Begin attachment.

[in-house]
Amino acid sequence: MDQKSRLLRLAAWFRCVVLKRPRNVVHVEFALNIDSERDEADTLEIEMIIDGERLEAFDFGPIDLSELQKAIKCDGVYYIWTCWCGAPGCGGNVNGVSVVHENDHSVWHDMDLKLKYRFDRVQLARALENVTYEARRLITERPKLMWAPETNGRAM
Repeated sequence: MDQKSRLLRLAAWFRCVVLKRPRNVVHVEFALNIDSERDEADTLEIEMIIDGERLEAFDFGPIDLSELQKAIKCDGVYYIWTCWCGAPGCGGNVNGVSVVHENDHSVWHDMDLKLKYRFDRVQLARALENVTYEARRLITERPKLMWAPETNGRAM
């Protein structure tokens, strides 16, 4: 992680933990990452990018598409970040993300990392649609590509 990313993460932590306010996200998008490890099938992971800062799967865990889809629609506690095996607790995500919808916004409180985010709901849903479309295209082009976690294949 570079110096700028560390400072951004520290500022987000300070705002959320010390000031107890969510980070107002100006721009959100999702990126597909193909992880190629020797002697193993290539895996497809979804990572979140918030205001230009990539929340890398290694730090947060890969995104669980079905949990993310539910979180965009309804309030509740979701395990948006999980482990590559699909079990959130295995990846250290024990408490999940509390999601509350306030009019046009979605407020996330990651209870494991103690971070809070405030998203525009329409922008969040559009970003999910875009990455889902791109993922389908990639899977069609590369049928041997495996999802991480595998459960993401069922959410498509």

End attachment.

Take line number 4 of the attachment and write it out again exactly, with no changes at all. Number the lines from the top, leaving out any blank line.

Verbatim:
């Protein structure tokens, strides 16, 4: 992680933990990452990018598409970040993300990392649609590509 990313993460932590306010996200998008490890099938992971800062799967865990889809629609506690095996607790995500919808916004409180985010709901849903479309295209082009976690294949 570079110096700028560390400072951004520290500022987000300070705002959320010390000031107890969510980070107002100006721009959100999702990126597909193909992880190629020797002697193993290539895996497809979804990572979140918030205001230009990539929340890398290694730090947060890969995104669980079905949990993310539910979180965009309804309030509740979701395990948006999980482990590559699909079990959130295995990846250290024990408490999940509390999601509350306030009019046009979605407020996330990651209870494991103690971070809070405030998203525009329409922008969040559009970003999910875009990455889902791109993922389908990639899977069609590369049928041997495996999802991480595998459960993401069922959410498509």